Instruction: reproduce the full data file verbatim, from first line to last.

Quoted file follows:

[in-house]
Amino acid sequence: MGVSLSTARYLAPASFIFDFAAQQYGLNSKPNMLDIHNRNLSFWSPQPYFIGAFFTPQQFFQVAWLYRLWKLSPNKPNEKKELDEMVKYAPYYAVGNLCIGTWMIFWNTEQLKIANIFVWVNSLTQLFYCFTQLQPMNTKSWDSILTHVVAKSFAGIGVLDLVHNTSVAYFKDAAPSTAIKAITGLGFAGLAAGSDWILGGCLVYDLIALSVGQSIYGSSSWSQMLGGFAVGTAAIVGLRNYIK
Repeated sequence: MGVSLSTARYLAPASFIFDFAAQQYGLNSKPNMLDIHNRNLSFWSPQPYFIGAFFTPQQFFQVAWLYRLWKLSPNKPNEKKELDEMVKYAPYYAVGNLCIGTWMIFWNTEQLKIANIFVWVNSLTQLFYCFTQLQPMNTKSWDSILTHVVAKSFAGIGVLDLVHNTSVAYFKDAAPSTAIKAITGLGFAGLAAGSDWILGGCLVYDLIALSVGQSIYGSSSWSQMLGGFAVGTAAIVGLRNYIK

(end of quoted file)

[in-house]
Amino acid sequence: MGVSLSTARYLAPASFIFDFAAQQYGLNSKPNMLDIHNRNLSFWSPQPYFIGAFFTPQQFFQVAWLYRLWKLSPNKPNEKKELDEMVKYAPYYAVGNLCIGTWMIFWNTEQLKIANIFVWVNSLTQLFYCFTQLQPMNTKSWDSILTHVVAKSFAGIGVLDLVHNTSVAYFKDAAPSTAIKAITGLGFAGLAAGSDWILGGCLVYDLIALSVGQSIYGSSSWSQMLGGFAVGTAAIVGLRNYIK
Repeated sequence: MGVSLSTARYLAPASFIFDFAAQQYGLNSKPNMLDIHNRNLSFWSPQPYFIGAFFTPQQFFQVAWLYRLWKLSPNKPNEKKELDEMVKYAPYYAVGNLCIGTWMIFWNTEQLKIANIFVWVNSLTQLFYCFTQLQPMNTKSWDSILTHVVAKSFAGIGVLDLVHNTSVAYFKDAAPSTAIKAITGLGFAGLAAGSDWILGGCLVYDLIALSVGQSIYGSSSWSQMLGGFAVGTAAIVGLRNYIK